Open Skies by Russia and Belarus. This Treaty is one of the widest ranging
international arms control efforts to date to promote openness and transparency
regarding military forces and activities. We are pleased that the Treaty
is closer to entry into force and encourage both Russia and Belarus
to complete the ratification process.
The preparation of the first United Nations International Conference
on the Illicit Trade in Small Arms and Light Weapons in All its Aspects
in July 2001 is the focal point of all international efforts this year
to come to grips with the uncontrolled spread and destabilising accumulation
of small arms and light weapons. Allies agree that the conference should
aim for a programme of action that will best facilitate bilateral and
international assistance to the most affected parts of the world. The
approach within the Alliance is that these problems must be addressed
as part of a long term process with a particular focus on stockpile
management and support for the destruction of surplus weapons and associated
munitions. The PfP Trust Fund on Anti-Personnel Landmine Stockpile Destruction
has been expanded to cover the destruction of surplus munitions and
small arms and light weapons. This will further facilitate the programme
of activities under the Partnership for Peace work programme chapter
on small arms and light weapons.
We welcome the regional initiatives of the European Union and the
OSCE on this issue particularly the OSCE's milestone Document on Small
Arms and Light Weapons which focuses on the development of norms, principles
and measures covering all aspects of the issue. We support the implementation
of measures included in the OSCE Document by all member states of the
Euro-Atlantic Partnership Council.
The proliferation of nuclear, biological and chemical (NBC) weapons
and their means of delivery continues to be a matter of serious concern
for the Alliance as it poses risks to international and regional security
and can pose a direct military threat to Allies' populations, territory
and forces. The principal non-proliferation goal of the Alliance and
its members remains unchanged: to prevent proliferation from occurring,
or, should it occur, to reverse it through diplomatic means. In this
context we continue to place great importance on non-proliferation and
export control regimes, international arms control and disarmament as
means to prevent proliferation. Accordingly, the Alliance will continue
to enhance its efforts to reduce dangers arising from the proliferation
of weapons of mass destruction and their means of delivery.
The Nuclear Non-Proliferation Treaty (NPT) is the cornerstone of the
nuclear non-proliferation regime and the essential foundation for the
pursuit of nuclear disarmament. We confirm our full support for the
NPT, including agreement on the importance of universal adherence to
and compliance with the Treaty, and on the commitment of all States
Parties to disarmament, strengthened IAEA safeguards, and peaceful nuclear
cooperation under effective non-proliferation conditions and safeguards.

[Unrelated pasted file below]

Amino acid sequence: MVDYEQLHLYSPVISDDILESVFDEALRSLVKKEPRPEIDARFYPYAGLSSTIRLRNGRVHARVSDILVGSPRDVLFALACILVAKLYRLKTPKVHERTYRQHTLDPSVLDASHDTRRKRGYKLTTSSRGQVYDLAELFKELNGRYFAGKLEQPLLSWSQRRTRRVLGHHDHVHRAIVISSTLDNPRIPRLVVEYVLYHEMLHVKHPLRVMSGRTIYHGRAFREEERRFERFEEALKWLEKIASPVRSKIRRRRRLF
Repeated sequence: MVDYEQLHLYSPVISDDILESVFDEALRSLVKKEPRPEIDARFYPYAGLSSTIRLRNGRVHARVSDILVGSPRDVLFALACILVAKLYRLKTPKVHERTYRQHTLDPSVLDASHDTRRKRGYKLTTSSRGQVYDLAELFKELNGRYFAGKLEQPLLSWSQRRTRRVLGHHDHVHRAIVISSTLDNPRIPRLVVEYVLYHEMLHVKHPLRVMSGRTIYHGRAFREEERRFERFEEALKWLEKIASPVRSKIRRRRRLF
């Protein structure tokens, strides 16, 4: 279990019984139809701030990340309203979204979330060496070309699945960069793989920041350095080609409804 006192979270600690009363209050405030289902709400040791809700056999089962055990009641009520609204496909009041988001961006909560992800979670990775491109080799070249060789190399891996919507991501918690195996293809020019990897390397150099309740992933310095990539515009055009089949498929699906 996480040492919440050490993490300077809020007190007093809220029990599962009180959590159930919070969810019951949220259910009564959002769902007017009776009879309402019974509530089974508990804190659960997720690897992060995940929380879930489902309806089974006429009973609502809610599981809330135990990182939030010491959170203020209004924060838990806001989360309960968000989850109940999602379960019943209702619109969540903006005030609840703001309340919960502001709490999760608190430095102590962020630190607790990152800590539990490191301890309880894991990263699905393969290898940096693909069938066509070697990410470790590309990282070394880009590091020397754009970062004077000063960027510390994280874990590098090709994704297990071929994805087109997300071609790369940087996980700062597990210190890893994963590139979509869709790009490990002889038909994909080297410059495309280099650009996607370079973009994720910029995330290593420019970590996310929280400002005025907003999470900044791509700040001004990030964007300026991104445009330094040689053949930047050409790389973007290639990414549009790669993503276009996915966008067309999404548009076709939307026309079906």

Alliance nations have dramatically reduced nuclear weapons and delivery
systems, and reaffirm their commitment to work for the further reduction
of nuclear weapons globally. More broadly, we reaffirm our determination
to contribute to the implementation of the conclusions of the 2000 NPT
We remain strongly committed to the Missile Technology Control Regime
(MTCR), the Australia Group and the Zangger and Nuclear Suppliers Groups
as important elements in our efforts to counter the proliferation of
weapons of mass destruction and the means for their delivery. We encourage
all countries to adhere to and implement unilaterally the MTCR Guidelines
and Annex and to the corresponding guidelines and control lists of the
other regimes. We also welcome and support ongoing efforts to achieve
an International Code of Conduct Against Ballistic Missile Proliferation
that we hope will be a universally subscribed mechanism to promote missile
We reaffirm that the Alliance's defence posture must have the capability
to address appropriately and effectively the threats that the proliferation
of WMD and their means of delivery can pose. Our response should be
consistent with the indivisibility of Allied security. We will continue
to work together to adapt the Alliance's comprehensive strategy to meet
these challenges, adopting an appropriate mix of political and defence
efforts. In this context multilateral non-proliferation and export control
regimes, as well as international arms control and disarmament, are
We welcome the consultations initiated by President Bush on the US
strategic review, including missile defence, with Allies and with other
interested parties, and will continue substantive consultations in the
Alliance on these issues. The consultations with Allies will include
appropriate assessment of threats and address the full range of strategic
issues affecting our common security, and the means to address them,
including deterrence and offensive and defensive means, and enhancing
the effectiveness of arms control, disarmament and non-proliferation,
as well as diplomatic and counter-proliferation measures. We intend
to pursue these consultations vigorously, and welcome the United States'
assurance that the views of Allies will be taken into account as it
considers its plans further.
We also welcome continued work in NATO on Theatre Missile Defence for
point and area defence, in particular on the feasibility study on a
possible system for the defence of deployed NATO forces. We will continue
consultations in the Alliance on TMD issues.
Recognising the achievements of the START process so far, we strongly